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Re: Improved pretty printing for smart pointers

>>>>> "Jonathan" == Jonathan Wakely <> writes:

Michael> I know that there are ways to dereference a smart pointer on
Michael> the gdb command line. But when using an IDE (like Eclipse CTD,
Michael> Qt Creator or kdevelop), the pretty printer, in its current
Michael> state, is in the way: The variable view of the debugger will
Michael> show a message like

Michael> "std::shared_ptr (count 1, weak 0) 0x61e1a8"

Jonathan> This sounds like a deficiency of those debugger GUIs.

The fundamental problem is probably in gdb.

The current SharedPointerPrinter just renders the pointer value into a

        return '%s (%s) %s' % (self.typename, state, self.val['_M_ptr'])

But this strips any identifying info that the MI client might use to
dereference this.  It isn't obviously a pointer and any type information
isn't present in a usable (by the MI client) form.

Having 'children' would solve this.

There's another issue in gdb where if a printer has children, then the
to_string result is replace with "{...}" for MI.  This means that
returning the various counts in to_string but the pointer in children
will make the counts invisible to the MI client :(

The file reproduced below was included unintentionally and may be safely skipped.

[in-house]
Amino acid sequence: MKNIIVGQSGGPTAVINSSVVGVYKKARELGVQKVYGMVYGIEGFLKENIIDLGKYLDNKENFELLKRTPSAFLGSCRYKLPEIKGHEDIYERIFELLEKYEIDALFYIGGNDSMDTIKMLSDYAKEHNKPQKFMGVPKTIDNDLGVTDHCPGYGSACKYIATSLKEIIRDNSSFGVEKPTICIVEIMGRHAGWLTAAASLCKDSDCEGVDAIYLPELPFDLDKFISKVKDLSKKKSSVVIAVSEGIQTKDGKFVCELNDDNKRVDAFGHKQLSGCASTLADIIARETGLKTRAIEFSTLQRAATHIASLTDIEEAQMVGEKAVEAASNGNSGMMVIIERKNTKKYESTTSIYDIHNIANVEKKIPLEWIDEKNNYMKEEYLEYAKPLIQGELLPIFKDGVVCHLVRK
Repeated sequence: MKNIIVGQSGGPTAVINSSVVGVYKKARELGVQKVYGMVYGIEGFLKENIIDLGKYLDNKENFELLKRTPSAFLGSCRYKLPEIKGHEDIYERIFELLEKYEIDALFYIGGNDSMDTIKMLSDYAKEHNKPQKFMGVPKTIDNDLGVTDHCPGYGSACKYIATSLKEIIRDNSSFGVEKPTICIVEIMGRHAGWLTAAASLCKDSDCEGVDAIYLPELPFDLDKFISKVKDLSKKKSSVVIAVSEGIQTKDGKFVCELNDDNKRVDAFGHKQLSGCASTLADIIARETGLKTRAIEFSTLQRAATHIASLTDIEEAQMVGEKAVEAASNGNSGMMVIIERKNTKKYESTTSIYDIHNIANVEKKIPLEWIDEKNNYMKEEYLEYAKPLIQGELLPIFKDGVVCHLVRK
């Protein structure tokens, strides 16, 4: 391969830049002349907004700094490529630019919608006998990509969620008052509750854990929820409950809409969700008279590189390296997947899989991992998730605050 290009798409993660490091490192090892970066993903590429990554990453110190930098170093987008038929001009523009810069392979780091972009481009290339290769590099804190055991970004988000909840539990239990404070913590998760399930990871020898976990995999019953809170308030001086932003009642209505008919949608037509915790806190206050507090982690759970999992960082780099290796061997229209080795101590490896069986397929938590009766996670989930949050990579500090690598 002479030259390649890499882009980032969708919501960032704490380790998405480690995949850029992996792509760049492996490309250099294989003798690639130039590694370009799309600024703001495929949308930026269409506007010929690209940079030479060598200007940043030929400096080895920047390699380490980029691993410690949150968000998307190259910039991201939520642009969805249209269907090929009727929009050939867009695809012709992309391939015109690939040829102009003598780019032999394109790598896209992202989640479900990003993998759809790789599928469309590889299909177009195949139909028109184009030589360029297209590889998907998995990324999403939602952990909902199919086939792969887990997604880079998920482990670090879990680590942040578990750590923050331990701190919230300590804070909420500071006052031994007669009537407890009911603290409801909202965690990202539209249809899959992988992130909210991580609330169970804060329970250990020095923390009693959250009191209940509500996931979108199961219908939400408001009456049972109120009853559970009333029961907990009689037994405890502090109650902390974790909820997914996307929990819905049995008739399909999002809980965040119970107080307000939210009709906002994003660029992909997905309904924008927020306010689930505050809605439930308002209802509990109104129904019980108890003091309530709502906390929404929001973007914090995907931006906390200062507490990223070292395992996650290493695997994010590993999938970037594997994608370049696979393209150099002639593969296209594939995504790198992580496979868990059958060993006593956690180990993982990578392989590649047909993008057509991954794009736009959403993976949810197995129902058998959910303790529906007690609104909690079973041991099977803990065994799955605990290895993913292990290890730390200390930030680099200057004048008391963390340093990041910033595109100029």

There's a patch for this pending... maybe we should put it in.

I think the downside of moving all the fields to 'children' is just that
the CLI will be more verbose.  I'm not sure this is so bad.  What this
would mean for the patch is simplifying the to_string method to just
show the type name; then I think the output would be like:

$1 = std::shared_ptr = {Use count = 1, Weak count = 2, Managed value = 0x605028}

Maybe there is some other gdb change that would make this better.
I haven't thought of one but I'm open to suggestions.

Jonathan> Would it work if we changed the output to this?
Jonathan> $1 = std::shared_ptr<int> (usecount 1, weakcount 2) { 0x605028 }
Jonathan> $2 = std::weak_ptr<int> (usecount 1, weakcount 2) { 0x605028 }
Jonathan> $4 = std::unique_ptr<double> { 0x605040 }

This runs into the MI issue.

In the patch itself, creating an iterator is overkill.  That approach is
mostly useful for containers, not something with a fixed number of
fields.  For fixed fields, just return a tuple or a list from


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